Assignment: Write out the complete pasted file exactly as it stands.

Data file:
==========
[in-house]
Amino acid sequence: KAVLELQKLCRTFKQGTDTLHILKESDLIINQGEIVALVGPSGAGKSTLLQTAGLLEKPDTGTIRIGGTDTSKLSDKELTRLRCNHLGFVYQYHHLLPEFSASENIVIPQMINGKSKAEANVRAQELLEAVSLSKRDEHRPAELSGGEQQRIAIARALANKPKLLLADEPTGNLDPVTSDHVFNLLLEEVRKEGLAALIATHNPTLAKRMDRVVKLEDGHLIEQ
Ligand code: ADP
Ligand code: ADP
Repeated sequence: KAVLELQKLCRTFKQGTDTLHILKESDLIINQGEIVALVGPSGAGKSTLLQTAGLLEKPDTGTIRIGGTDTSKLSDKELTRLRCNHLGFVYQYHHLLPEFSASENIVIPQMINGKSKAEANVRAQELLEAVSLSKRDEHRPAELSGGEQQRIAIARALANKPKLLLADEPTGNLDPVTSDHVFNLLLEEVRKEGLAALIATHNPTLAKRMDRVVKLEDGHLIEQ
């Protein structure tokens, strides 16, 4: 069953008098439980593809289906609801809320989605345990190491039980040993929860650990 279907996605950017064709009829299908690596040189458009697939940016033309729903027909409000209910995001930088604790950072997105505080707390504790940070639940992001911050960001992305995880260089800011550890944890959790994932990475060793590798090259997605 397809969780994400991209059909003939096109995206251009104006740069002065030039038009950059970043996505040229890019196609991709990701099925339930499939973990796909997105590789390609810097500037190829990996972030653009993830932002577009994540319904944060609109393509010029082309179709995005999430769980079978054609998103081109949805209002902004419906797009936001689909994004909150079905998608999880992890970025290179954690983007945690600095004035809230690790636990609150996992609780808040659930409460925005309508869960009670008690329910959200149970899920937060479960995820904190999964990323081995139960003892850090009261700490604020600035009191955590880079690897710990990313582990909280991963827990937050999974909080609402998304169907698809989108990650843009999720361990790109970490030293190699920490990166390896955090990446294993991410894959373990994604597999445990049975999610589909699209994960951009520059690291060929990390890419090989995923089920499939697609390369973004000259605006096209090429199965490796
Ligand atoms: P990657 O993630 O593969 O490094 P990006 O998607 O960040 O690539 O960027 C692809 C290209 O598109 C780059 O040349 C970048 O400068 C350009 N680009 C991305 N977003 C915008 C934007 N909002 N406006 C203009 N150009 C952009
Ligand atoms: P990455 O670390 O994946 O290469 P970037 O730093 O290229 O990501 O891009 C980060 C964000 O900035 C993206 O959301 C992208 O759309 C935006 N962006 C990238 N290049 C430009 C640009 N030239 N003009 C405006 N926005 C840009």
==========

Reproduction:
[in-house]
Amino acid sequence: KAVLELQKLCRTFKQGTDTLHILKESDLIINQGEIVALVGPSGAGKSTLLQTAGLLEKPDTGTIRIGGTDTSKLSDKELTRLRCNHLGFVYQYHHLLPEFSASENIVIPQMINGKSKAEANVRAQELLEAVSLSKRDEHRPAELSGGEQQRIAIARALANKPKLLLADEPTGNLDPVTSDHVFNLLLEEVRKEGLAALIATHNPTLAKRMDRVVKLEDGHLIEQ
Ligand code: ADP
Ligand code: ADP
Repeated sequence: KAVLELQKLCRTFKQGTDTLHILKESDLIINQGEIVALVGPSGAGKSTLLQTAGLLEKPDTGTIRIGGTDTSKLSDKELTRLRCNHLGFVYQYHHLLPEFSASENIVIPQMINGKSKAEANVRAQELLEAVSLSKRDEHRPAELSGGEQQRIAIARALANKPKLLLADEPTGNLDPVTSDHVFNLLLEEVRKEGLAALIATHNPTLAKRMDRVVKLEDGHLIEQ
């Protein structure tokens, strides 16, 4: 069953008098439980593809289906609801809320989605345990190491039980040993929860650990 279907996605950017064709009829299908690596040189458009697939940016033309729903027909409000209910995001930088604790950072997105505080707390504790940070639940992001911050960001992305995880260089800011550890944890959790994932990475060793590798090259997605 397809969780994400991209059909003939096109995206251009104006740069002065030039038009950059970043996505040229890019196609991709990701099925339930499939973990796909997105590789390609810097500037190829990996972030653009993830932002577009994540319904944060609109393509010029082309179709995005999430769980079978054609998103081109949805209002902004419906797009936001689909994004909150079905998608999880992890970025290179954690983007945690600095004035809230690790636990609150996992609780808040659930409460925005309508869960009670008690329910959200149970899920937060479960995820904190999964990323081995139960003892850090009261700490604020600035009191955590880079690897710990990313582990909280991963827990937050999974909080609402998304169907698809989108990650843009999720361990790109970490030293190699920490990166390896955090990446294993991410894959373990994604597999445990049975999610589909699209994960951009520059690291060929990390890419090989995923089920499939697609390369973004000259605006096209090429199965490796
Ligand atoms: P990657 O993630 O593969 O490094 P990006 O998607 O960040 O690539 O960027 C692809 C290209 O598109 C780059 O040349 C970048 O400068 C350009 N680009 C991305 N977003 C915008 C934007 N909002 N406006 C203009 N150009 C952009
Ligand atoms: P990455 O670390 O994946 O290469 P970037 O730093 O290229 O990501 O891009 C980060 C964000 O900035 C993206 O959301 C992208 O759309 C935006 N962006 C990238 N290049 C430009 C640009 N030239 N003009 C405006 N926005 C840009």